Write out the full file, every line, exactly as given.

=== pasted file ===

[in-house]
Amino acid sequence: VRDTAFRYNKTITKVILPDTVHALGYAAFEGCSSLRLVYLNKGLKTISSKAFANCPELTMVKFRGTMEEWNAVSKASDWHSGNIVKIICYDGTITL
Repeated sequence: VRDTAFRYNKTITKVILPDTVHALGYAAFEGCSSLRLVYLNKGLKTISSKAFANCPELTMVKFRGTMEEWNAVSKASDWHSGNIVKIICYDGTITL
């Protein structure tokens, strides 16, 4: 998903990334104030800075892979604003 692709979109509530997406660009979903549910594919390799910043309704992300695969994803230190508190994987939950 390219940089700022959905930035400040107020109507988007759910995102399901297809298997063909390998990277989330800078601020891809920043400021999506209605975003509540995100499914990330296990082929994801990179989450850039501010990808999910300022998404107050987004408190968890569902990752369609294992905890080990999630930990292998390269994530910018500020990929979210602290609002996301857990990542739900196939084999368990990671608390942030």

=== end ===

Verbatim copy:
[in-house]
Amino acid sequence: VRDTAFRYNKTITKVILPDTVHALGYAAFEGCSSLRLVYLNKGLKTISSKAFANCPELTMVKFRGTMEEWNAVSKASDWHSGNIVKIICYDGTITL
Repeated sequence: VRDTAFRYNKTITKVILPDTVHALGYAAFEGCSSLRLVYLNKGLKTISSKAFANCPELTMVKFRGTMEEWNAVSKASDWHSGNIVKIICYDGTITL
């Protein structure tokens, strides 16, 4: 998903990334104030800075892979604003 692709979109509530997406660009979903549910594919390799910043309704992300695969994803230190508190994987939950 390219940089700022959905930035400040107020109507988007759910995102399901297809298997063909390998990277989330800078601020891809920043400021999506209605975003509540995100499914990330296990082929994801990179989450850039501010990808999910300022998404107050987004408190968890569902990752369609294992905890080990999630930990292998390269994530910018500020990929979210602290609002996301857990990542739900196939084999368990990671608390942030």